by Richard von Busack
Despite the opening shot—a splotch of menstrual blood on a hot San Fernando Valley pavement—in The Runaways, director Floria Sigismondi cuts back on the blood, sweat and tears of rock & roll. The Runaways is an artfully photographed but standard behind-the-music job on the 1970s band. The main character is the frail, easy-to-exploit singer Cherie Currie (Dakota Fanning), whose autobiography Neon Angel is sourced. Currie’s partnership (with benefits) with guitarist Joan Jett (Kristen Stewart) gets her to the top and then straight down to the bottom.
Currie and Jett were two of the five members of an L.A. band, mentored by the psychedelic Svengali Kim Fowley (Michael Shannon), who, in this vision, seems to be the direct model for Gerrit Graham’s “Beef” in Phantom of the Paradise. Certainly, the movie delivers some moments of bad fun: Jett dropping trou and giving a golden shower to a rival’s guitar, most notably. And Sigismondi does supply some sex: a half-in-focus night with Currie and Jett swirling around toward bed (and I did love the morning-after moment, with Currie waking up, still with her roller skates on her feet).
As modestly produced as an art film, The Runaways tries creative ideas to cover the lack of a budget. In the Japanese scenes (faked in L.A.), it looks as if the band flew across the Pacific to entertain all of 40 customers. More than snark makes me mention this: it’s easier to insist on the pain of rock stars when it looks like they had no fans. The hard-work angle is stressed, lest we don’t take the band seriously: loads of practicing in a crappy house trailer followed by repeat doses of badly staged household drama. These scenes are a lesson to us all: negligent parents created victims of quail hunters like Fowley. The band becomes a success, but that just brings pervy exploitation of the hardly legal Cherie. “Publicize the music, not your crotch!” screams Jett, although the band has been stressing the girl version of below-the-belt rock.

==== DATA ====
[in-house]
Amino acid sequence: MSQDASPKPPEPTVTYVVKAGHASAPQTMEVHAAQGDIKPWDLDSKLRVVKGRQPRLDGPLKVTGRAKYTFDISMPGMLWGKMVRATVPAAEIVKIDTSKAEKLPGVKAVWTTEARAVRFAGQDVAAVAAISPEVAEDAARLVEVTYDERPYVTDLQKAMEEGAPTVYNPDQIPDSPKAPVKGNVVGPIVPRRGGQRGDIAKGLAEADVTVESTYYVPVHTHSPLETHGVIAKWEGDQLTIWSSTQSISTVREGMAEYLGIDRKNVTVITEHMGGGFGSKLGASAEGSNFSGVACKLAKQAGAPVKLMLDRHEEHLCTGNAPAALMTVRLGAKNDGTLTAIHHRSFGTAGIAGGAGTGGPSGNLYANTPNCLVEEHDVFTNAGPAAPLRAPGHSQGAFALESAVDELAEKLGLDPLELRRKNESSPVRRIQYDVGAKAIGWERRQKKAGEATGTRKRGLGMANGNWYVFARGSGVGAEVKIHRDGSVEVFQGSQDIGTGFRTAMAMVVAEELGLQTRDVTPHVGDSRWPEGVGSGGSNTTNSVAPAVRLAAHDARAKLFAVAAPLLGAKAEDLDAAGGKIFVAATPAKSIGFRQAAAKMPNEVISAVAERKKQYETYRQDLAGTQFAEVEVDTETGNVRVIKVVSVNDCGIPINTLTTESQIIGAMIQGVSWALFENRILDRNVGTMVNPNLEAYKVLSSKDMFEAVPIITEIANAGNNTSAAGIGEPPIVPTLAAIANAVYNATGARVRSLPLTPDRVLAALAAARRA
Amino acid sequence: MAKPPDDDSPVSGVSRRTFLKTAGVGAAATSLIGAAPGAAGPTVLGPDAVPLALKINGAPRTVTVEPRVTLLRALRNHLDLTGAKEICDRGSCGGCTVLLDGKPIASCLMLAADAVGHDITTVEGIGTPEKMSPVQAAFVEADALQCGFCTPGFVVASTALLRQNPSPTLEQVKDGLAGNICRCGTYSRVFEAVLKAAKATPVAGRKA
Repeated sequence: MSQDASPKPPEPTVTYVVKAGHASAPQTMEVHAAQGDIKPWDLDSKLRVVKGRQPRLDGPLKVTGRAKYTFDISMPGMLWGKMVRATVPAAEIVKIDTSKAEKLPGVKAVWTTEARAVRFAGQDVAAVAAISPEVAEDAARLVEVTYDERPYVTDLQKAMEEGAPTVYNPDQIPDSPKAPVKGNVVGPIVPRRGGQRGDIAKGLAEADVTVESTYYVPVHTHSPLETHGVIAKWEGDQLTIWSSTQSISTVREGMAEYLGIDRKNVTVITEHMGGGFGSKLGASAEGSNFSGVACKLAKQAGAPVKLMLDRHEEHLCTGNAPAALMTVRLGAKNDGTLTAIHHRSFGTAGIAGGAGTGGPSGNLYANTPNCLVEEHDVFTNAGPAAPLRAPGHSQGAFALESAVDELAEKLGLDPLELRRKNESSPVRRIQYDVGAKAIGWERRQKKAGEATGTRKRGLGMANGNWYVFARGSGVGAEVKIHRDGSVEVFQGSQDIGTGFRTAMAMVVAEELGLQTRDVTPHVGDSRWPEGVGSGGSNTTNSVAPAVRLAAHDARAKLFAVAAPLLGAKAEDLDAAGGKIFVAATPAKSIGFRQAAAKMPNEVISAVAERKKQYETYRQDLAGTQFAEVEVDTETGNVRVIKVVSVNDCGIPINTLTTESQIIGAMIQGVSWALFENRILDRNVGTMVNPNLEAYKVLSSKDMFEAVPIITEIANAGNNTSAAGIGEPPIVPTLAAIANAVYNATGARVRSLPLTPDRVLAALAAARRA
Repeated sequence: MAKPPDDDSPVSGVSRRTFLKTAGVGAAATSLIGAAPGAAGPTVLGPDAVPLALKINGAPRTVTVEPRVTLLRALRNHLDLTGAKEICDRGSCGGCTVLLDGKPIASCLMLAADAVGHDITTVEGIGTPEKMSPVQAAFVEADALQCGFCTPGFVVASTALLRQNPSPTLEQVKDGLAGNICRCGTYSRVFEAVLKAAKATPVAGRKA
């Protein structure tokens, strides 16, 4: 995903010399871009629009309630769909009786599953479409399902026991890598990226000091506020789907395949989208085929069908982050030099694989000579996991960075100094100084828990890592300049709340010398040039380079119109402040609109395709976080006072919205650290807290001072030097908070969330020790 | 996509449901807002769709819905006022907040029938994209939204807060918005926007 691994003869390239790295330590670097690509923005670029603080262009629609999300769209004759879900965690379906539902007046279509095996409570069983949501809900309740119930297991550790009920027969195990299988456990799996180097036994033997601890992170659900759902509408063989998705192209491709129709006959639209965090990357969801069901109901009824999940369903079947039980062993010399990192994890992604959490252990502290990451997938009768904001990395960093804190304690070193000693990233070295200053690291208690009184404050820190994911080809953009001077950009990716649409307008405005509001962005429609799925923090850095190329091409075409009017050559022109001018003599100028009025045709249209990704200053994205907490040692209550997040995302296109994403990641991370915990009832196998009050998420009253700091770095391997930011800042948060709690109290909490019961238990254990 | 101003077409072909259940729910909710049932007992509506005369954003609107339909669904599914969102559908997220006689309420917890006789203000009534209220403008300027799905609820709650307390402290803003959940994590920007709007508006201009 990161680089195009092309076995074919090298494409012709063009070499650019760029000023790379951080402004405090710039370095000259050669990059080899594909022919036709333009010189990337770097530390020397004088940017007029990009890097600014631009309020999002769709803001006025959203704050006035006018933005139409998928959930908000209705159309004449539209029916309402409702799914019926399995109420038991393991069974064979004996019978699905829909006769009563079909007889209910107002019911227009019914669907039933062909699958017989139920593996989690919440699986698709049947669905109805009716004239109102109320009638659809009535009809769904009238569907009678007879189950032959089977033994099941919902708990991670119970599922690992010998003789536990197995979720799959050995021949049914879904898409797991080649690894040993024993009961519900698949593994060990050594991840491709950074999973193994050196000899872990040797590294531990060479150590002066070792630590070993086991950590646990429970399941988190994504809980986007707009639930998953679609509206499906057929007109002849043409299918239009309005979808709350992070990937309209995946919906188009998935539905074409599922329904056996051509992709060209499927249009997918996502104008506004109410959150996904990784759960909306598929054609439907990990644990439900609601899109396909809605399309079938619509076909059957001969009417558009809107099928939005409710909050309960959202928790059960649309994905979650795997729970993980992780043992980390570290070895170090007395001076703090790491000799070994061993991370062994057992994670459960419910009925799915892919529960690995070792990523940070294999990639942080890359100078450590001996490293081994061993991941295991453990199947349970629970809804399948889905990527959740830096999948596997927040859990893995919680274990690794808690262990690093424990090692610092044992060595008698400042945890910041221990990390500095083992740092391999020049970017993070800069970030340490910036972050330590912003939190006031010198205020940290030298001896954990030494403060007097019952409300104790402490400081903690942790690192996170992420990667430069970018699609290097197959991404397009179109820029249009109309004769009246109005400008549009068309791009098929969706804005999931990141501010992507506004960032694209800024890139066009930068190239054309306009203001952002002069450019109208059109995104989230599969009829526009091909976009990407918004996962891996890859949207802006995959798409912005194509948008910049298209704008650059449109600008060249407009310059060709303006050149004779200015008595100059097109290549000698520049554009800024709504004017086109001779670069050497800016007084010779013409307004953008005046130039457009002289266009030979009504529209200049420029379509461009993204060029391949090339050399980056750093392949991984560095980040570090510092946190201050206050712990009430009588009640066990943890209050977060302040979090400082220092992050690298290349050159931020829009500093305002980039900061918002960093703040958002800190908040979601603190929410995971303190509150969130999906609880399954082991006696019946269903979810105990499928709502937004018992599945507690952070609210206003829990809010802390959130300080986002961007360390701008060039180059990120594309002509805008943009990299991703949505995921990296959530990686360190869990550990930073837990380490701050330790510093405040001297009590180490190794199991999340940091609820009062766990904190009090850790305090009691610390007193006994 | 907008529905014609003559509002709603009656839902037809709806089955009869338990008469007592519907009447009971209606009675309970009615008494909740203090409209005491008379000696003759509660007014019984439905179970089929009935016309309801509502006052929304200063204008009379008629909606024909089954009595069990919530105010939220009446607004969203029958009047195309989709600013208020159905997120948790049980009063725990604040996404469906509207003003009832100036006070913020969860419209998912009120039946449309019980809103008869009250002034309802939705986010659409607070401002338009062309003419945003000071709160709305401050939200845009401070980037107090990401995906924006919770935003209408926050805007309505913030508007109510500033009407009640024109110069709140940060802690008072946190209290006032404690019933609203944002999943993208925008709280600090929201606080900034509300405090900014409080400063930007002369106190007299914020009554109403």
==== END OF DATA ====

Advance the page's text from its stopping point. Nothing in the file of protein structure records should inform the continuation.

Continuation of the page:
Sigismondi gives the Runaways their props as female artists in a land of chauvinists. But it wasn’t feminists that made a success of girls in short-shorts and tight T-shirts. “This isn’t about women’s lib, this is about women’s libido,” says Fowley, and the emptiness starts to infect the movie. It’s Joan Jett and the Blackhearts’ later work that stands up and barks on this soundtrack, and that’s only on the end titles. The copious needle drops make it all too clear: there’s a difference between the stature of a tune like the Runaways’ “Cherry Bomb” and a tune like Iggy Pop’s “Gimme Danger.”
Stewart desperately needed a role where she wasn’t coltish neck-candy for some emo vampire. As raven-haired cock-of-the-walk musician, or alone, face floating in a milk-colored bathtub, she’s more Weimar than Woodland Hills. Fanning can’t compete: it’s an interesting conception to play Currie as a girl too young to have a determined personality. But you don’t see why Curie held the stage. The Runaways is so awfully not much fun at all, particularly for contemporaries of this scene. If I live much longer, I’ll see a biopic in which the Fifth Dimension are portrayed as rebels the Man wouldn’t leave alone.